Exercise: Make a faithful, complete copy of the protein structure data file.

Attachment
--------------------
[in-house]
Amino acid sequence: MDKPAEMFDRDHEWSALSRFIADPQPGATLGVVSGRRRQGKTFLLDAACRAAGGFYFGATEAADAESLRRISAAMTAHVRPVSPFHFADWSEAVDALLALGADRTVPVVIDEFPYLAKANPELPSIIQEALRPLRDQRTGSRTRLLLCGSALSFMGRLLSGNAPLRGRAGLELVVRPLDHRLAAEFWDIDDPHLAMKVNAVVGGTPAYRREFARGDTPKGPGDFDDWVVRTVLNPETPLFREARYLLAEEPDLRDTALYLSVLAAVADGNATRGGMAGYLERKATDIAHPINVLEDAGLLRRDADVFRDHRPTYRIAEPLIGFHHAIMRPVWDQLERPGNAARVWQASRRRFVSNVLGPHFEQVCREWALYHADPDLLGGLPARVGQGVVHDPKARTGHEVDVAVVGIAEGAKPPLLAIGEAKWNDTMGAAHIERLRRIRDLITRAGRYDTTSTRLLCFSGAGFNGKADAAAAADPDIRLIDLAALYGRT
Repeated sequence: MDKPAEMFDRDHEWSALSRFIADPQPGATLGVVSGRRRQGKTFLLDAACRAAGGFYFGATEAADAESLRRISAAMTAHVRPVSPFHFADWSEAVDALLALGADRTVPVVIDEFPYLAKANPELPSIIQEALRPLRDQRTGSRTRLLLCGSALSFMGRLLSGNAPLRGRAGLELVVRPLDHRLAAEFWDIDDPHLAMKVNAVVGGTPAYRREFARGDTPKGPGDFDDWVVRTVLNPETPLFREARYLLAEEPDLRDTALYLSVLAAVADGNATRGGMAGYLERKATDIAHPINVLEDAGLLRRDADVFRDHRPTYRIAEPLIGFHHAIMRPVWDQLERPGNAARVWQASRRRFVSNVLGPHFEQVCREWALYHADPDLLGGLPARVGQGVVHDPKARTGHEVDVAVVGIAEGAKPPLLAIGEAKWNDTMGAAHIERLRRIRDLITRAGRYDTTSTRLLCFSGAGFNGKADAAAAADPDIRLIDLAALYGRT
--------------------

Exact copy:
[in-house]
Amino acid sequence: MDKPAEMFDRDHEWSALSRFIADPQPGATLGVVSGRRRQGKTFLLDAACRAAGGFYFGATEAADAESLRRISAAMTAHVRPVSPFHFADWSEAVDALLALGADRTVPVVIDEFPYLAKANPELPSIIQEALRPLRDQRTGSRTRLLLCGSALSFMGRLLSGNAPLRGRAGLELVVRPLDHRLAAEFWDIDDPHLAMKVNAVVGGTPAYRREFARGDTPKGPGDFDDWVVRTVLNPETPLFREARYLLAEEPDLRDTALYLSVLAAVADGNATRGGMAGYLERKATDIAHPINVLEDAGLLRRDADVFRDHRPTYRIAEPLIGFHHAIMRPVWDQLERPGNAARVWQASRRRFVSNVLGPHFEQVCREWALYHADPDLLGGLPARVGQGVVHDPKARTGHEVDVAVVGIAEGAKPPLLAIGEAKWNDTMGAAHIERLRRIRDLITRAGRYDTTSTRLLCFSGAGFNGKADAAAAADPDIRLIDLAALYGRT
Repeated sequence: MDKPAEMFDRDHEWSALSRFIADPQPGATLGVVSGRRRQGKTFLLDAACRAAGGFYFGATEAADAESLRRISAAMTAHVRPVSPFHFADWSEAVDALLALGADRTVPVVIDEFPYLAKANPELPSIIQEALRPLRDQRTGSRTRLLLCGSALSFMGRLLSGNAPLRGRAGLELVVRPLDHRLAAEFWDIDDPHLAMKVNAVVGGTPAYRREFARGDTPKGPGDFDDWVVRTVLNPETPLFREARYLLAEEPDLRDTALYLSVLAAVADGNATRGGMAGYLERKATDIAHPINVLEDAGLLRRDADVFRDHRPTYRIAEPLIGFHHAIMRPVWDQLERPGNAARVWQASRRRFVSNVLGPHFEQVCREWALYHADPDLLGGLPARVGQGVVHDPKARTGHEVDVAVVGIAEGAKPPLLAIGEAKWNDTMGAAHIERLRRIRDLITRAGRYDTTSTRLLCFSGAGFNGKADAAAAADPDIRLIDLAALYGRT